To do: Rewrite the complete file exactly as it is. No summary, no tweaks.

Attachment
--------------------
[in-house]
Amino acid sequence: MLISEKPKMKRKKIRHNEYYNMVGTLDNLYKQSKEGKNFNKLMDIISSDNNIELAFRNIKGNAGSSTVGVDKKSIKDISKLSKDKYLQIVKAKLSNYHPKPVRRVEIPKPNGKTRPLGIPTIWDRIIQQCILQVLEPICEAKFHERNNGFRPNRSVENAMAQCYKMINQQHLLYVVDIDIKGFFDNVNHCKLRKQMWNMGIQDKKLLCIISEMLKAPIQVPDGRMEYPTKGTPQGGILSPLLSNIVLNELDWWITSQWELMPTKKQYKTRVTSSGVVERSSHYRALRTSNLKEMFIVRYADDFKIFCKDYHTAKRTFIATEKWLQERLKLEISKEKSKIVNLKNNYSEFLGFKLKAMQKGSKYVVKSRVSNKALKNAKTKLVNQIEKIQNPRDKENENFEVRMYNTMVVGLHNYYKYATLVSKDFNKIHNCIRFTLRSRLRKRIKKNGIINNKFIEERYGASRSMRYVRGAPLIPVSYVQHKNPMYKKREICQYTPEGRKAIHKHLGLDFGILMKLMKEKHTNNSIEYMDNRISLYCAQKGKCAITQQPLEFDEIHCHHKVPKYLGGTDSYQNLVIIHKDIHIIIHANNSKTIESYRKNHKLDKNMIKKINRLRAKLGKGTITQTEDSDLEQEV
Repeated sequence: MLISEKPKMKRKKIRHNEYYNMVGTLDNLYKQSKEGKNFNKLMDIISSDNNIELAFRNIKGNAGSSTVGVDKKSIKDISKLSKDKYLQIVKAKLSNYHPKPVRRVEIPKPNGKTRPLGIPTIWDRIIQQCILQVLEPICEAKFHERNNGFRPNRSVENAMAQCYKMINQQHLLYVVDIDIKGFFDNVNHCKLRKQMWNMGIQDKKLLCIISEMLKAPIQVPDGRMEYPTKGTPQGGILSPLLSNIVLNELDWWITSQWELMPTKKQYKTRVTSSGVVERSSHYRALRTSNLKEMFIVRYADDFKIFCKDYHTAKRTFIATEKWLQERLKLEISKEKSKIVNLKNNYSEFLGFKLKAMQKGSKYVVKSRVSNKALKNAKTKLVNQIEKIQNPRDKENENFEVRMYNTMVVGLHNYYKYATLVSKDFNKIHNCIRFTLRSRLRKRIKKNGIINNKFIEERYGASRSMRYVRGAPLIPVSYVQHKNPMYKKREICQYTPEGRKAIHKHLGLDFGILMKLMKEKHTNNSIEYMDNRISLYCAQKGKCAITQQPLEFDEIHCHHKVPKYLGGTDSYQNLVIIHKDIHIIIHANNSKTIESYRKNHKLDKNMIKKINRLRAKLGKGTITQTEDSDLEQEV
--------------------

[in-house]
Amino acid sequence: MLISEKPKMKRKKIRHNEYYNMVGTLDNLYKQSKEGKNFNKLMDIISSDNNIELAFRNIKGNAGSSTVGVDKKSIKDISKLSKDKYLQIVKAKLSNYHPKPVRRVEIPKPNGKTRPLGIPTIWDRIIQQCILQVLEPICEAKFHERNNGFRPNRSVENAMAQCYKMINQQHLLYVVDIDIKGFFDNVNHCKLRKQMWNMGIQDKKLLCIISEMLKAPIQVPDGRMEYPTKGTPQGGILSPLLSNIVLNELDWWITSQWELMPTKKQYKTRVTSSGVVERSSHYRALRTSNLKEMFIVRYADDFKIFCKDYHTAKRTFIATEKWLQERLKLEISKEKSKIVNLKNNYSEFLGFKLKAMQKGSKYVVKSRVSNKALKNAKTKLVNQIEKIQNPRDKENENFEVRMYNTMVVGLHNYYKYATLVSKDFNKIHNCIRFTLRSRLRKRIKKNGIINNKFIEERYGASRSMRYVRGAPLIPVSYVQHKNPMYKKREICQYTPEGRKAIHKHLGLDFGILMKLMKEKHTNNSIEYMDNRISLYCAQKGKCAITQQPLEFDEIHCHHKVPKYLGGTDSYQNLVIIHKDIHIIIHANNSKTIESYRKNHKLDKNMIKKINRLRAKLGKGTITQTEDSDLEQEV
Repeated sequence: MLISEKPKMKRKKIRHNEYYNMVGTLDNLYKQSKEGKNFNKLMDIISSDNNIELAFRNIKGNAGSSTVGVDKKSIKDISKLSKDKYLQIVKAKLSNYHPKPVRRVEIPKPNGKTRPLGIPTIWDRIIQQCILQVLEPICEAKFHERNNGFRPNRSVENAMAQCYKMINQQHLLYVVDIDIKGFFDNVNHCKLRKQMWNMGIQDKKLLCIISEMLKAPIQVPDGRMEYPTKGTPQGGILSPLLSNIVLNELDWWITSQWELMPTKKQYKTRVTSSGVVERSSHYRALRTSNLKEMFIVRYADDFKIFCKDYHTAKRTFIATEKWLQERLKLEISKEKSKIVNLKNNYSEFLGFKLKAMQKGSKYVVKSRVSNKALKNAKTKLVNQIEKIQNPRDKENENFEVRMYNTMVVGLHNYYKYATLVSKDFNKIHNCIRFTLRSRLRKRIKKNGIINNKFIEERYGASRSMRYVRGAPLIPVSYVQHKNPMYKKREICQYTPEGRKAIHKHLGLDFGILMKLMKEKHTNNSIEYMDNRISLYCAQKGKCAITQQPLEFDEIHCHHKVPKYLGGTDSYQNLVIIHKDIHIIIHANNSKTIESYRKNHKLDKNMIKKINRLRAKLGKGTITQTEDSDLEQEV